This article is from the archive of our partner .

After weeks of speculation and before weeks of heated partisan bickering over his appointee's controversial record, President Obama will nominate former Nebraska Senator Chuck Hagel as Secretary of Defense "as early as Monday," reports Foreign Policy's Josh Rogin. A White House spokesperson warned NBC's Chuck Todd late Friday of reading too much into "premature" speculation, but still confirmed that Hagel remains a "leading contender" for replacing Leon Panetta at the Pentagon. Why did we finally hear more than just all those rumors on a Friday afternoon? "The reason a lot of outside sources are being given a heads up on Hagel," writes Todd, "is that the White House knows if Hagel is indeed the president's choice, it's going to be a real fight." That's true: beginning with the very first whisper of his name, Hagel has been subject to intense scrutiny from members of both parties. Here's how you can expect the conversation to take shape, from the Sunday shows to the confirmation hearings:

We'll be talking about Israel.

Hagel's record on foreign policy, particularly policy pertaining to Israel, has produced a few offhand remarks that have raised more than just upward-facing eyebrows. He referred to pro-Israel groups on Capitol Hill as "the Jewish lobby," whom he stated he wasn't intimidated by. And today the Washington Free Beacon, a conservative website founded in 2012, reported that Hagel referred to Israel as "the Jews" — as in, "let the Jews pay for it" — during a disagreement over funding for a USO port in the northern Israel city of Haifa. His voting record has been under the microscope as well: Hagel reportedly told a critic that accused him of not supporting Israel enough that, "I'm not an Israeli senator. I'm a United States Senator. I support Israel. But my first interest is, I take an oath of office to the constitution of the United States. Not to a president, not to a party, not to Israel."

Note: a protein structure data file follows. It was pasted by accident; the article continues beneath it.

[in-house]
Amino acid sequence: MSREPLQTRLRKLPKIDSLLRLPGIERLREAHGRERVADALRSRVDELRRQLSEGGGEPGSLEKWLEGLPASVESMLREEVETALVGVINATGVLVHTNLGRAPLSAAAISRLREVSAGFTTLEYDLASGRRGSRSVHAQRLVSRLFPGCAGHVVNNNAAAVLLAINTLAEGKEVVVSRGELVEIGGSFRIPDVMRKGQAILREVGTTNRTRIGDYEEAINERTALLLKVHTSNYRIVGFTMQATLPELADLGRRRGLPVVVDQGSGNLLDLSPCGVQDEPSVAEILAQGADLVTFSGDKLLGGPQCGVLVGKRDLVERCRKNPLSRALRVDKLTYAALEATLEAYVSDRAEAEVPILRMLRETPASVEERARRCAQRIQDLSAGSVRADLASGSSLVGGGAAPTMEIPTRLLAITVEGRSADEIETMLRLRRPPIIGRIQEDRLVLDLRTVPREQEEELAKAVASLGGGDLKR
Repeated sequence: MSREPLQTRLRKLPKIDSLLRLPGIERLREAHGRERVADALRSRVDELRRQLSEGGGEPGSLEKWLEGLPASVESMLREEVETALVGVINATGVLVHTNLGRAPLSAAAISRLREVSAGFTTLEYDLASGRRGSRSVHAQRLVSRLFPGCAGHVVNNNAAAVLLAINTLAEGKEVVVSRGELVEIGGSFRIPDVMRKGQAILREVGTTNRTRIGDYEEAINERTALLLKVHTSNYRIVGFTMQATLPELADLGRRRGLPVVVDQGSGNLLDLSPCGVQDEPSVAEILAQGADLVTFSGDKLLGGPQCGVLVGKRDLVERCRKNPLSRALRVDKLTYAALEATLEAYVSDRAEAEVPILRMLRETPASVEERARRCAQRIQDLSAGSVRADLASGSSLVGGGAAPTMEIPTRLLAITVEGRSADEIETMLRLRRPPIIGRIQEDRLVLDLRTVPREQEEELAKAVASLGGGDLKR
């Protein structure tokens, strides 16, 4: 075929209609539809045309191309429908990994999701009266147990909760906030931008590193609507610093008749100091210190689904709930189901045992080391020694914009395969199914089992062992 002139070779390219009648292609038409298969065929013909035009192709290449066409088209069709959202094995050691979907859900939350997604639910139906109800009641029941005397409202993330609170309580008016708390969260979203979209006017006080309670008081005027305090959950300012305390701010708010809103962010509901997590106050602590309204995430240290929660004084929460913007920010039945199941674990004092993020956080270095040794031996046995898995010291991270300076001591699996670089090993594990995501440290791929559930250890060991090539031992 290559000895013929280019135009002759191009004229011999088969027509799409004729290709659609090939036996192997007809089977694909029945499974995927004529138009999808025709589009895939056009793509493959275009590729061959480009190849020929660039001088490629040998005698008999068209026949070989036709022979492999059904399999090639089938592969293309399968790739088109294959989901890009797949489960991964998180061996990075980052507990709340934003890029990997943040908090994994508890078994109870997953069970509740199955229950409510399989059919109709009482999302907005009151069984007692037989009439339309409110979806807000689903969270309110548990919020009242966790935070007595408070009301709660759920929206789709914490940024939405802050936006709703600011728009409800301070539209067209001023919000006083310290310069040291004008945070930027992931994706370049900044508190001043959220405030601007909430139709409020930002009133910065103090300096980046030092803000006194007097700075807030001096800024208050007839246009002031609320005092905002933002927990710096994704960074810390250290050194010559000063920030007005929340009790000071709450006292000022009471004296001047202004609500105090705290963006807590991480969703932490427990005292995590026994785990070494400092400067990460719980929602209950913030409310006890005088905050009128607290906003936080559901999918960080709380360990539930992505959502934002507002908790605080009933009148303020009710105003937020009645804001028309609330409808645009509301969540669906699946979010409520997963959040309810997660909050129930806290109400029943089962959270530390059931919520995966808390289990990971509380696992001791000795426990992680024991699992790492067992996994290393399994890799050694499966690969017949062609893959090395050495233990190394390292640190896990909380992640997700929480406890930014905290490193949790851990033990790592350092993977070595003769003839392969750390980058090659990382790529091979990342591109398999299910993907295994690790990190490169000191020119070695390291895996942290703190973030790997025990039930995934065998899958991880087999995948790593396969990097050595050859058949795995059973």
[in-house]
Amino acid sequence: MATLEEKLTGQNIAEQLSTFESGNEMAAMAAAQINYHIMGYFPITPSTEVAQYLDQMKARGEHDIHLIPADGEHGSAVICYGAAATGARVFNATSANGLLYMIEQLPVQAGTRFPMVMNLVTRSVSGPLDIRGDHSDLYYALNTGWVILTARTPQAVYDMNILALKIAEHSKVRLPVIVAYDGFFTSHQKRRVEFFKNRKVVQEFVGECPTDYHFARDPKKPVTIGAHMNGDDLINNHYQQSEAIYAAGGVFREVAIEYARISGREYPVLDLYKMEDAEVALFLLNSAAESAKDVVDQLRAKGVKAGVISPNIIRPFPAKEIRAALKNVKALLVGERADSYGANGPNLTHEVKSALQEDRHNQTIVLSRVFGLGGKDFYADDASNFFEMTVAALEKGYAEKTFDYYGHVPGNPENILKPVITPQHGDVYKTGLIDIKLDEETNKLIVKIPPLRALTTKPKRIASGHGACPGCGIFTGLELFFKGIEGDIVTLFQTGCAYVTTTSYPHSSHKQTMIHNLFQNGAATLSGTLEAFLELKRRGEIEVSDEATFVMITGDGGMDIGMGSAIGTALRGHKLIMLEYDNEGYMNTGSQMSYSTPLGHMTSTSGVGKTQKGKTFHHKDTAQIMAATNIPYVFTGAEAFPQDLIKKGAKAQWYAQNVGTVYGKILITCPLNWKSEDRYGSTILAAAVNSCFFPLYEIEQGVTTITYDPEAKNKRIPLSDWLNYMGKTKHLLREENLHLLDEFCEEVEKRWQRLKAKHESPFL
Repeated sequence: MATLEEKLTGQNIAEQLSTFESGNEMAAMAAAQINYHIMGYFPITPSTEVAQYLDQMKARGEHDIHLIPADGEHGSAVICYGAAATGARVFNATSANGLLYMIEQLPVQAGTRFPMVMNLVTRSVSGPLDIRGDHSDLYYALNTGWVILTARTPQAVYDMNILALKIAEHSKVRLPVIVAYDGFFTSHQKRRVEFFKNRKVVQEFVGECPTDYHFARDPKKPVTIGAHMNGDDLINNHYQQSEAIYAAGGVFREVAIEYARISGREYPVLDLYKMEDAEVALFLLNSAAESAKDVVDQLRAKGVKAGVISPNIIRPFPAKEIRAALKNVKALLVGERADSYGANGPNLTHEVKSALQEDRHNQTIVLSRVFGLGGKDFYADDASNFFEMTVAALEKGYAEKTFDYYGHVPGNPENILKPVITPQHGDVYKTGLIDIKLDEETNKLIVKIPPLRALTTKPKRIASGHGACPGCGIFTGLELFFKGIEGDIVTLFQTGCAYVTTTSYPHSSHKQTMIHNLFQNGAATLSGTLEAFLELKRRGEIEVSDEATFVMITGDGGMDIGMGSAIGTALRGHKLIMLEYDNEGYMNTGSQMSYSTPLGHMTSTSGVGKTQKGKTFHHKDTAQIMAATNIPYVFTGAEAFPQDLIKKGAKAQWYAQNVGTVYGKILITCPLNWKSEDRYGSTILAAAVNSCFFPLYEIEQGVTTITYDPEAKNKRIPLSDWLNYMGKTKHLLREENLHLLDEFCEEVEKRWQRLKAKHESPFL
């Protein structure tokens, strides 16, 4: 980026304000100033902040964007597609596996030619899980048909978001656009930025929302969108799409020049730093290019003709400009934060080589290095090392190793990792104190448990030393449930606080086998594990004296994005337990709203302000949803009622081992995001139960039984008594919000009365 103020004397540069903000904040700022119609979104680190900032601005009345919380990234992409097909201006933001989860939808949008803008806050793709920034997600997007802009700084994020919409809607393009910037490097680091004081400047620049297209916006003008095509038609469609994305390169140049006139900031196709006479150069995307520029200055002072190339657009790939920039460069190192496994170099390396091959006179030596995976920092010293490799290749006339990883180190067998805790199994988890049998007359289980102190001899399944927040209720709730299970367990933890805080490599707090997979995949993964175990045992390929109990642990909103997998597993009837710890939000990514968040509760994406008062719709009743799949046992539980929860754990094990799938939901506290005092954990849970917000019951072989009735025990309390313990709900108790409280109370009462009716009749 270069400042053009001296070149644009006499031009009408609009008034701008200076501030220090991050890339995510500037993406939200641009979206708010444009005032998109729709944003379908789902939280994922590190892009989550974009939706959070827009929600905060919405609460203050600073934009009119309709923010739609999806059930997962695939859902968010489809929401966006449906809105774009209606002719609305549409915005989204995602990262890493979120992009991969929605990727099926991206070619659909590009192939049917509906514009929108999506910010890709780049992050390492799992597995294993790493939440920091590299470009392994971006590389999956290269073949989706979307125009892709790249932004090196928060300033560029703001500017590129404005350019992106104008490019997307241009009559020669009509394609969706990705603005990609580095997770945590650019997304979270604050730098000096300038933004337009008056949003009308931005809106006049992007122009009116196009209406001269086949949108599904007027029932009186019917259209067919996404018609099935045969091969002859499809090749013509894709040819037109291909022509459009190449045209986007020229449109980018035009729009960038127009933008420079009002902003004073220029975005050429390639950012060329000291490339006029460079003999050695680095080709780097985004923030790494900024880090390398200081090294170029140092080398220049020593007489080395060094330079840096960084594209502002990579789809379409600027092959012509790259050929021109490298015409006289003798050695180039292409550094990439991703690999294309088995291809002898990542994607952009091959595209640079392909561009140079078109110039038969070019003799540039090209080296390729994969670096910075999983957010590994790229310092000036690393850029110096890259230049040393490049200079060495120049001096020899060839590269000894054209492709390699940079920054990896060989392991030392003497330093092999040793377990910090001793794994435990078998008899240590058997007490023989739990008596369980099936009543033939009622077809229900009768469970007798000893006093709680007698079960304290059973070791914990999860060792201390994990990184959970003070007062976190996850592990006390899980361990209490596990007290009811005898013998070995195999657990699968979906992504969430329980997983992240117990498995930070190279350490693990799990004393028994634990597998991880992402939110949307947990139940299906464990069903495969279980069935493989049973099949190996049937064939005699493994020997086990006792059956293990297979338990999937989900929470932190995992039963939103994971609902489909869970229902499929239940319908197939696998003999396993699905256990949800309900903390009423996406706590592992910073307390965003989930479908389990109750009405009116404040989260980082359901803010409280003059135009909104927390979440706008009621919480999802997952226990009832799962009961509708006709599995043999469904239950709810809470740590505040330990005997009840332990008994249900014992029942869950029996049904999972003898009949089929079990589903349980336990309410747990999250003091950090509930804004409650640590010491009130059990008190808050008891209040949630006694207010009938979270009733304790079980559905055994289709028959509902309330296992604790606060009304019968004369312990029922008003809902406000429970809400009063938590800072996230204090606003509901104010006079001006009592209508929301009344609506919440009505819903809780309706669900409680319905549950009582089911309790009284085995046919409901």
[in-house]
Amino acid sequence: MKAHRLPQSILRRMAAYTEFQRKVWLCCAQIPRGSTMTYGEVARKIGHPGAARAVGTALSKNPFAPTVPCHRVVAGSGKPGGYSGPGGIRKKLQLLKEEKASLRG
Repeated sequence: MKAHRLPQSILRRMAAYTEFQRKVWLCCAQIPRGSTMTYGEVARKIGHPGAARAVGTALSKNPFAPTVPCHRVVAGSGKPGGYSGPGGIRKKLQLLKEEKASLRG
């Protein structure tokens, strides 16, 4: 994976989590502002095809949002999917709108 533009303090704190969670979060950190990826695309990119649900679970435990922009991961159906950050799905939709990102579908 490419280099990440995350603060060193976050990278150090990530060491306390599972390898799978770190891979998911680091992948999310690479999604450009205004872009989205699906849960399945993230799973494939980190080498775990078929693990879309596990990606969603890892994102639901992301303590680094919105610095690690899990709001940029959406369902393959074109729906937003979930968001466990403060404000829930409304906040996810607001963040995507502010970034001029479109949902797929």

We'll be talking about gay rights.

About a potential nominee for American ambassador to Luxembourg, Hagel said, in 1998:

“They are representing America,” Mr. Hagel said in an interview with The Omaha World-Herald. “They are representing our lifestyle, our values, our standards. And I think it is an inhibiting factor to be gay — openly, aggressively gay like Mr. Hormel — to do an effective job.”

Hagel quickly apologized when the remark made the rounds in late December. While the Human Rights Council, a prominent gay-rights group, accepted his apology, former Representative Barney Frank, who is gay — and might just replace John Kerry in the Senate — did not:

He voted consistently against fairness for LGBT people and there does not seem to be any evidence prior to his effort to become Secretary of Defense of any apology or retraction of his attack on James Hormel. And to those of us who admire and respect Mr. Hormel, Sen. Hagel’s description of him as aggressive can only mean that the Senator strongly objected to Hormel’s reasoned, civil advocacy for LGBT people.

Frank added: "I cannot think of any other minority group in the U.S. today where such a negative statement and action made in 1998 would not be an obstacle to a major Presidential appointment."

We'll be talking about people smearing Hagel.

A central theme among Hagel's defenders — in the pages of the The New Republic, The New York Times, Foreign Policy, and so on — is that his critics are united in their willingness to do whatever it takes to kill his nomination because they perceive him to be soft on Iran and too harsh toward Israel. That's only half-true: there are legitimate grounds to oppose Hagel's policies that have nothing to do with his comments about Jewish people or gay people. That doesn't mean it won't be difficult, next week and beyond, to disentangle policy criticisms from personal attacks.

This article is from the archive of our partner The Wire.

We want to hear what you think about this article. Submit a letter to the editor or write to